Dodd Frank – Who Can Qualify As A Whistleblower (Part VI)

Exceptions To The Exclusions From The Definition Of A Whistleblower Under Dodd-Frank

The categories of individuals listed above may nevertheless be eligible for whistleblower status under certain circumstances. For attorneys, the Final Rules include an exception for attorney disclosures permitted under state bar rules. These rules vary, but most permit disclosures necessary to prevent the commission of a crime or fraud. The exception for permitted attorney disclosures applies equally to non-attorneys who receive the information in an attorney-client communication. Final Rules at 59.

Individuals in the other excluded categories listed above may be considered whistleblowers in the following circumstances:

• If they can demonstrate they have a “reasonable basis” to believe that disclosure of the information to the SEC is necessary to prevent “conduct that is likely to cause substantial injury to the financial interest or property of the entity or investors.” Id. at 145. This is similar to the crime-fraud exception applicable to reports by attorneys. The SEC explains that “in most cases” a whistleblower who seeks to collect an award on the basis of this exception will need to demonstrate that management or governance personnel at the entity were “aware of the imminent violation and were not taking steps to prevent it.” Id. at 74.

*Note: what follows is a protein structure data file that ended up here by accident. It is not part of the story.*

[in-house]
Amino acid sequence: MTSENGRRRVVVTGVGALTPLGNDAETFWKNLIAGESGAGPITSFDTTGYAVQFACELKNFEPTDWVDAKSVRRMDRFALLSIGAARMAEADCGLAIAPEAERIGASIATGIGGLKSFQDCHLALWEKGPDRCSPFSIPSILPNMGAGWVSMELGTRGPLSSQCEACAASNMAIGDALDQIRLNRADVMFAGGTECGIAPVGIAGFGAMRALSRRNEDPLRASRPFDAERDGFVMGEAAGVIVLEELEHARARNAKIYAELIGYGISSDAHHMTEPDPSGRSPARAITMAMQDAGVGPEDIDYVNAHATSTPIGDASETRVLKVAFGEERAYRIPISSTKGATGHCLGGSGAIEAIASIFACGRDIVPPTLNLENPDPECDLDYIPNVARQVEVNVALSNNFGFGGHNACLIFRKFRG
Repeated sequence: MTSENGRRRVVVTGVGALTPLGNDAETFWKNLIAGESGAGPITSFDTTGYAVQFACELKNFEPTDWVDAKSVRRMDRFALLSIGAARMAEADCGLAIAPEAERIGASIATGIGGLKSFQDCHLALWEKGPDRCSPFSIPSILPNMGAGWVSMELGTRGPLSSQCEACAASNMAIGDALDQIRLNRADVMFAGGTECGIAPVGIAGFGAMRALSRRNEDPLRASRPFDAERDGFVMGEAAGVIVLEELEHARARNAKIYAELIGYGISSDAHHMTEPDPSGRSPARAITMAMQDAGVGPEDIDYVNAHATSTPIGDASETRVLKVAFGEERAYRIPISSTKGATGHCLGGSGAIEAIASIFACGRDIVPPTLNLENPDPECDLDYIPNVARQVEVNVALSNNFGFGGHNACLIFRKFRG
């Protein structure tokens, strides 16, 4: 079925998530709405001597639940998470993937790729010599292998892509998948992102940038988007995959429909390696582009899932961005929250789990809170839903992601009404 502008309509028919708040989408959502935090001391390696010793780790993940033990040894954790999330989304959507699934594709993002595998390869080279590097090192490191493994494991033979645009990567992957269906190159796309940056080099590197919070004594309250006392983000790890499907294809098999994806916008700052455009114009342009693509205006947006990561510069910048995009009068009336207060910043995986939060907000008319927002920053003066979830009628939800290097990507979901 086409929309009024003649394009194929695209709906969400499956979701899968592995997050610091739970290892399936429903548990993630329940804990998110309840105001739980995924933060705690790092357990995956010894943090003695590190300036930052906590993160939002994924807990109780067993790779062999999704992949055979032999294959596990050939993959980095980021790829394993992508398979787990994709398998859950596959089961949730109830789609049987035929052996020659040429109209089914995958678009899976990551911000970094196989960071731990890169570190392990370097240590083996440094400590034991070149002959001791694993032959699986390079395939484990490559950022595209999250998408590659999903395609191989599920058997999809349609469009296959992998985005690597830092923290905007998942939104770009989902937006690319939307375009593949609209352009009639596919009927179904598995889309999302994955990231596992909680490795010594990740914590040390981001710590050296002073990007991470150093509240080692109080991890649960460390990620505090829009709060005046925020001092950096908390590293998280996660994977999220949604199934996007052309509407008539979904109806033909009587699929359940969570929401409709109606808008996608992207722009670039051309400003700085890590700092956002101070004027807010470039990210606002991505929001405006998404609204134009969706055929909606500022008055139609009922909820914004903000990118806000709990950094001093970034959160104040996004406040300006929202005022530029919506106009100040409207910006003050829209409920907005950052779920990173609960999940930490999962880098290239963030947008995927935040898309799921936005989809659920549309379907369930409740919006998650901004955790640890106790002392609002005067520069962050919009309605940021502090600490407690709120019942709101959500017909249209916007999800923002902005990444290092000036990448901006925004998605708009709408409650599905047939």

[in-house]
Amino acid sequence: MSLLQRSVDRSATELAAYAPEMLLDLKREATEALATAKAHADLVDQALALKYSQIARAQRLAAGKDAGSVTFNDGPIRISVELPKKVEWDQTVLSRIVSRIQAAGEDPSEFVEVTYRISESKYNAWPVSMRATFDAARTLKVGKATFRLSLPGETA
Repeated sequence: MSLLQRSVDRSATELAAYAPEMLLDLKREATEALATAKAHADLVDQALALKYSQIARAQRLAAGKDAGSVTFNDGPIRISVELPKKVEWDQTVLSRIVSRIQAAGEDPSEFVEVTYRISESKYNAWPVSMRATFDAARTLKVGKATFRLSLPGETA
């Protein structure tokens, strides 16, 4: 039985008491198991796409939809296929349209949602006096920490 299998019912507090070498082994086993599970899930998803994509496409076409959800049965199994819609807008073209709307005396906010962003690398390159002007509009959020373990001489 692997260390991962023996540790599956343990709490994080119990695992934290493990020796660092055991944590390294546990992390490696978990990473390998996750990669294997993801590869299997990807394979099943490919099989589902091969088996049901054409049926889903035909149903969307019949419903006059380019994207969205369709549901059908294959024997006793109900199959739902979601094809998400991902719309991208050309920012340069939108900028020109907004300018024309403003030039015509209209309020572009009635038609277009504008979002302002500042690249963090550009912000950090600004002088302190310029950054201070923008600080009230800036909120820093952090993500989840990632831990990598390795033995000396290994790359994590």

• If they have a reasonable basis to believe that the “relevant entity is engaging in conduct that will impede an investigation,” such as impermissibly influencing witnesses or destroying documents. Id. at 145-46.
• 120 days after (a) providing information to the entity’s audit committee, chief legal or compliance officer or his supervisor, or (b) receiving information under circumstances indicating the audit committee, chief legal or compliance officer, or supervisor was already aware of the information.

The Final Rules also clarify that an individual cannot collect an award on the basis of information obtained from someone who is excluded from eligibility for an award as a whistleblower. There is an exception to this rule, however, for information that the original source could permissibly report or if the whistleblower is providing information about possible violations involving the person from whom the information was obtained. For example, if an auditor learns from a colleague about his involvement in a client’s securities law violation, the auditor could report the violation to the SEC and collect an award as a whistleblower if the report led to a successful enforcement action.

Hat tip: An outstanding article that covers the law and final regulations in comprehensive fashion is Dodd-Frank and the SEC Final Rule: From Protected Employee To Bounty Hunter, ST001 ALI-ABA 1487 (July 28-30, 2011), which was written by Littler Mendelson, P.C. lawyers John S. Adler, Edward T. Ellis, Barbara E. Hoey, Gregory C. Keating, Kevin M. Kraham, Amy E. Mendenhall, Kenneth R. O’Brian, and Carole F. Wilder. This post is partially derived from that article.

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